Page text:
It didn’t speak, but he sensed its anger and hunger as a kind of repetitive chatter. “Eatyoureyeseatyoureyeseatyoureyes . . .”

“Just be patient. When I need your help, you can go wild. Until then, sleep.”


Two days later he sat in his apartment, reading and rereading one of the sheets Lucas had given him, trying to work up the nerve to use it. Calling spirits was frightening, in the same way as working with high-voltage power systems or live ammo was. He had to be careful to avoid killing himself. But this list of simple phrases was dangerous in a different way. According to Lucas they could be used to control the minds and emotions of other people. Until he actually started getting ready to use them, Sam hadn’t really thought about what that really meant. Could he really control someone’s mind? Should he?

It was a little scary, once he started thinking about what he could do. Very scary, really. There were some limits, thankfully. All spells of commanding required the victim’s true name, and most worked best with certain talismans and materials present. Still, just imagining how he might use this power made Sam realize how much influence the Apkallu must have in the world. Tycoons, politicians, officials — someone with “the gift” and a single sheet of instructions could make the most powerful people in the world into puppets. This was a lot bigger than summoning spirits. Now Sam understood why Lucas had been so insistent that he take on a new identity.

Twice he laid the sheet aside, and once he actually crumpled it up and tossed it into the wastebasket. But then he got up and fished it out, and smoothed it flat again. It was just too damned useful. He could get people to tell him the truth, make them forget things, perform tasks for him. For a man who needed to protect his identity and take on a whole organized secret society of wizards, it would be stupid — it would be insane — not to learn how to use this kind of magic. Today was a Tuesday, a good day for it.

He promised himself that he would only use it against the Apkallu and their servants. Never for personal gain. But even as he made that vow he felt tainted.

And with that, he rehearsed a couple of the phrases until he was sure he could repeat them from memory, put on a red silk tie, pocketed a few items, then went down the badly lit staircase to the street.

A block away on Bedford Park Boulevard there was a “multiservice” store — a combination tax-preparation outfit, currency exchange, money-transfer service, Internet access by the minute, mail drop, utility-bill payment center, and phone-card vendor. It was one of thousands of little storefronts in New York where people with no credit, no green card, or no fixed address could dip a toe into the digital economy. With a cash surcharge, of course. Sam used it regularly.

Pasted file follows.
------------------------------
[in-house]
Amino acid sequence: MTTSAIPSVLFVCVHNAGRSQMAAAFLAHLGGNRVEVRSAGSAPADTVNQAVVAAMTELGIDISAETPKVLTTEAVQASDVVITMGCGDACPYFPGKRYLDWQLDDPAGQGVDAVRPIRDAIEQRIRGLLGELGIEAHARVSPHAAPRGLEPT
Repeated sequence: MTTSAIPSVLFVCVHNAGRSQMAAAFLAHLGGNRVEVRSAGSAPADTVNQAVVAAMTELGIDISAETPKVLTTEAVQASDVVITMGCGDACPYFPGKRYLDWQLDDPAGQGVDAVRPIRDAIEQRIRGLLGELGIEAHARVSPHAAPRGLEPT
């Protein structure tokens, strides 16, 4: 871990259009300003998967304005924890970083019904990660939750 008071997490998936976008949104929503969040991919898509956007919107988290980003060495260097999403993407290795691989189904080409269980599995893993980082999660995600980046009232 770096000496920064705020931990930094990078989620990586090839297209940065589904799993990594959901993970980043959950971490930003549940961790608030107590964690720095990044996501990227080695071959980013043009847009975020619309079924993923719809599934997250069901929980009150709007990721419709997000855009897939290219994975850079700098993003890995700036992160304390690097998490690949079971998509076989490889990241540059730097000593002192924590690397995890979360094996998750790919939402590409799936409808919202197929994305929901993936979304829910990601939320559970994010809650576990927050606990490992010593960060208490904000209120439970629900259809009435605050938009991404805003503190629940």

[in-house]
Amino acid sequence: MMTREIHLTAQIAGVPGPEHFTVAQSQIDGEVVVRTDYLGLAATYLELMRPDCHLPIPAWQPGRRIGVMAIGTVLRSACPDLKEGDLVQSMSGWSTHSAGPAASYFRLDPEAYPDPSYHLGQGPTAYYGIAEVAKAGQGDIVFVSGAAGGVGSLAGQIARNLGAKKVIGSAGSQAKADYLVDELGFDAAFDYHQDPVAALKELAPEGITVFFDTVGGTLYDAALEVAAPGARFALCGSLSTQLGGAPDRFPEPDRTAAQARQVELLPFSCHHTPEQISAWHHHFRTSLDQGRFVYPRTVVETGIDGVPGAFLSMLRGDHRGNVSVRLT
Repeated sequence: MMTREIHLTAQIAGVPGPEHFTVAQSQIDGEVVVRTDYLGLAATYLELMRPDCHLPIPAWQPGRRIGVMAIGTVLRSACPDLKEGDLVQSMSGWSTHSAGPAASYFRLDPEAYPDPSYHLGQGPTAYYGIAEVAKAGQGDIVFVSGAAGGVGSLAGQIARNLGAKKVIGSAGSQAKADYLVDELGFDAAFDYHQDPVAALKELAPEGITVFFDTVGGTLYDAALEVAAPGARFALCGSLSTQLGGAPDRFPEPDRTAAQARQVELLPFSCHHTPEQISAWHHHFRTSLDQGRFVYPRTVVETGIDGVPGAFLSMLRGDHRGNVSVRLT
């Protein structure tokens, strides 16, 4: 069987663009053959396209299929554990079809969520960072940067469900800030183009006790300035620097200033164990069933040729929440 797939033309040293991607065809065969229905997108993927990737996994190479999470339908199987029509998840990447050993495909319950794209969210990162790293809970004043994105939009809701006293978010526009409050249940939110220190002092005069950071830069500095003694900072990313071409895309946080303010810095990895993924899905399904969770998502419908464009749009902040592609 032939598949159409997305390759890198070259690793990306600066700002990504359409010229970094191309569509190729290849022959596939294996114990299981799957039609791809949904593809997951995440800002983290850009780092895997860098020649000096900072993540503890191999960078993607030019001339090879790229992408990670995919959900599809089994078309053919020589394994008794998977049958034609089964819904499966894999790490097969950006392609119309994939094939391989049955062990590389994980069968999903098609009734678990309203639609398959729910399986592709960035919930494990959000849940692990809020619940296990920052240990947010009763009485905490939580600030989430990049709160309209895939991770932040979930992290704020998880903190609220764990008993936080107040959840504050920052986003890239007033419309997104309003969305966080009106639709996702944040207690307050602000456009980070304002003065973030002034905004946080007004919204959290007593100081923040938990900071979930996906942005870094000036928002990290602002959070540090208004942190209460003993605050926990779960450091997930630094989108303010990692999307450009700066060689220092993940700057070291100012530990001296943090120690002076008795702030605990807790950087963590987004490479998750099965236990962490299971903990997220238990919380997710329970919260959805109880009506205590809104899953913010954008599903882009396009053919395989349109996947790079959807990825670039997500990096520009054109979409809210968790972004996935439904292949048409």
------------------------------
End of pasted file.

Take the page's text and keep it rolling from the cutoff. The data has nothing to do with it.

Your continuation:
He waited in line patiently, staring at his phone as if engrossed by a video of cats jumping onto things. He was actually keeping an eye on the woman in front of him. She had a phone bill to pay, and by the time the two of them had moved up to just behind the head of the line, Sam knew her full name.

“This is taking too long,” he muttered, as if to himself, and abandoned his place in line. Outside, he lit a cigarette. It tasted awful but tobacco helped the magic work. After about ten minutes, the woman came out. She was a tiny, very old black woman with a colorful scarf knotted on her head; Sam guessed she might be from someplace in the Caribbean.

He put his hands into his pockets, one crushing the scarlet poppy blossom he’d ordered from a supplier in Belgium, the other holding a steel arrowhead. “Eresikin Elizabeth Calder Richardson iginudug Ruax. Hand me your purse. Segah.”

The old lady turned to look at him, and as she did he had the odd sensation that he was the tiny woman looking at the dark-haired man wearing a red tie. She/he held out the purse and the man took it.

He handed it back and said “Elizabeth Calder Richardson Ishchuch. N’pkudh.”

She blinked at him then, as if waking up. “What you say?”

“I said do you know if there’s a barber shop around here.”

She shook her head. “Ask somebody else,” she said, and walked away, a little more quickly.

Sam walked away in the other direction. He realized he was trembling. His emotions were a weird mix of triumph and disgust.

The cigarette in his mouth suddenly tasted vile and he tossed it away. But the folded sheet in his shirt pocket stayed where it was.